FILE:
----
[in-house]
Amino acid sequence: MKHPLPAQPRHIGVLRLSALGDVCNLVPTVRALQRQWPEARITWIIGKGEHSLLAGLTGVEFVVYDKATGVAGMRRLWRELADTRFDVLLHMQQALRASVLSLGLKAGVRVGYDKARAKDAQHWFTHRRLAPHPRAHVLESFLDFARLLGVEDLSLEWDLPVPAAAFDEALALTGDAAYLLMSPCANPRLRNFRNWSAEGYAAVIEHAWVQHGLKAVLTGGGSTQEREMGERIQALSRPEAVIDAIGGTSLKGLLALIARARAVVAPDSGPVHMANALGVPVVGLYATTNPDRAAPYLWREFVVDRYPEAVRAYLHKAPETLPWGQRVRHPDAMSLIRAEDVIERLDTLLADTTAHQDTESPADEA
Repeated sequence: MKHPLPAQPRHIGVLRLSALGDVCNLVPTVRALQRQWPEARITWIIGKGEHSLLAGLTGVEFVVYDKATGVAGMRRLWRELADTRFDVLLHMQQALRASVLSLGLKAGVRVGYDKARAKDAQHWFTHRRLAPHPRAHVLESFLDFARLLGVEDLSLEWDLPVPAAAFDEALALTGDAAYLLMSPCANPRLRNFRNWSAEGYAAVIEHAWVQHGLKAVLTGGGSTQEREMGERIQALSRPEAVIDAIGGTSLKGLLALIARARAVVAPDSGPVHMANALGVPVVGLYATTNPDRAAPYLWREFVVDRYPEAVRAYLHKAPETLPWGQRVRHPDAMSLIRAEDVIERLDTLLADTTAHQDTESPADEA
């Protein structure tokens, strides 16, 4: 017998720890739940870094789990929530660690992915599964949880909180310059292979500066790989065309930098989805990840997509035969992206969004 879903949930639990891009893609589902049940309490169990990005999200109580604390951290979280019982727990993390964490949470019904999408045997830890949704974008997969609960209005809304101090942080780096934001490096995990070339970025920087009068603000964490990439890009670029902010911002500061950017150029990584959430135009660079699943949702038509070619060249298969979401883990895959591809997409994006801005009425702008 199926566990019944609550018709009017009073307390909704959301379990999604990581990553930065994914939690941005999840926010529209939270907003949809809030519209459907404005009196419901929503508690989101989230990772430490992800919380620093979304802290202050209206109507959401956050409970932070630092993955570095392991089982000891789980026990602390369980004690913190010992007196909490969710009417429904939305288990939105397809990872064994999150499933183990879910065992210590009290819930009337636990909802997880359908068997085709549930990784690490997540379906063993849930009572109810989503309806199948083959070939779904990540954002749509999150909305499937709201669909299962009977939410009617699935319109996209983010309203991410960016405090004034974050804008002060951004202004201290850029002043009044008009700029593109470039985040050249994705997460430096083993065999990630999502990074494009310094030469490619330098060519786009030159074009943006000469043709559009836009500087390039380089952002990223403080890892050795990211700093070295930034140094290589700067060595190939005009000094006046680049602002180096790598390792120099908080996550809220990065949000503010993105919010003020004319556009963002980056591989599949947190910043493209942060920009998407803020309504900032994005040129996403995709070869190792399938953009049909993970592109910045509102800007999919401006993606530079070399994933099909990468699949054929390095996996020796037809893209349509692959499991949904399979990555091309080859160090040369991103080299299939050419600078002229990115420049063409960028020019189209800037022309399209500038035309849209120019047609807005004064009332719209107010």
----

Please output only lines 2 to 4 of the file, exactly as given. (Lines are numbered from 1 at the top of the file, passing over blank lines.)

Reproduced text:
Amino acid sequence: MKHPLPAQPRHIGVLRLSALGDVCNLVPTVRALQRQWPEARITWIIGKGEHSLLAGLTGVEFVVYDKATGVAGMRRLWRELADTRFDVLLHMQQALRASVLSLGLKAGVRVGYDKARAKDAQHWFTHRRLAPHPRAHVLESFLDFARLLGVEDLSLEWDLPVPAAAFDEALALTGDAAYLLMSPCANPRLRNFRNWSAEGYAAVIEHAWVQHGLKAVLTGGGSTQEREMGERIQALSRPEAVIDAIGGTSLKGLLALIARARAVVAPDSGPVHMANALGVPVVGLYATTNPDRAAPYLWREFVVDRYPEAVRAYLHKAPETLPWGQRVRHPDAMSLIRAEDVIERLDTLLADTTAHQDTESPADEA
Repeated sequence: MKHPLPAQPRHIGVLRLSALGDVCNLVPTVRALQRQWPEARITWIIGKGEHSLLAGLTGVEFVVYDKATGVAGMRRLWRELADTRFDVLLHMQQALRASVLSLGLKAGVRVGYDKARAKDAQHWFTHRRLAPHPRAHVLESFLDFARLLGVEDLSLEWDLPVPAAAFDEALALTGDAAYLLMSPCANPRLRNFRNWSAEGYAAVIEHAWVQHGLKAVLTGGGSTQEREMGERIQALSRPEAVIDAIGGTSLKGLLALIARARAVVAPDSGPVHMANALGVPVVGLYATTNPDRAAPYLWREFVVDRYPEAVRAYLHKAPETLPWGQRVRHPDAMSLIRAEDVIERLDTLLADTTAHQDTESPADEA
């Protein structure tokens, strides 16, 4: 017998720890739940870094789990929530660690992915599964949880909180310059292979500066790989065309930098989805990840997509035969992206969004 879903949930639990891009893609589902049940309490169990990005999200109580604390951290979280019982727990993390964490949470019904999408045997830890949704974008997969609960209005809304101090942080780096934001490096995990070339970025920087009068603000964490990439890009670029902010911002500061950017150029990584959430135009660079699943949702038509070619060249298969979401883990895959591809997409994006801005009425702008 199926566990019944609550018709009017009073307390909704959301379990999604990581990553930065994914939690941005999840926010529209939270907003949809809030519209459907404005009196419901929503508690989101989230990772430490992800919380620093979304802290202050209206109507959401956050409970932070630092993955570095392991089982000891789980026990602390369980004690913190010992007196909490969710009417429904939305288990939105397809990872064994999150499933183990879910065992210590009290819930009337636990909802997880359908068997085709549930990784690490997540379906063993849930009572109810989503309806199948083959070939779904990540954002749509999150909305499937709201669909299962009977939410009617699935319109996209983010309203991410960016405090004034974050804008002060951004202004201290850029002043009044008009700029593109470039985040050249994705997460430096083993065999990630999502990074494009310094030469490619330098060519786009030159074009943006000469043709559009836009500087390039380089952002990223403080890892050795990211700093070295930034140094290589700067060595190939005009000094006046680049602002180096790598390792120099908080996550809220990065949000503010993105919010003020004319556009963002980056591989599949947190910043493209942060920009998407803020309504900032994005040129996403995709070869190792399938953009049909993970592109910045509102800007999919401006993606530079070399994933099909990468699949054929390095996996020796037809893209349509692959499991949904399979990555091309080859160090040369991103080299299939050419600078002229990115420049063409960028020019189209800037022309399209500038035309849209120019047609807005004064009332719209107010």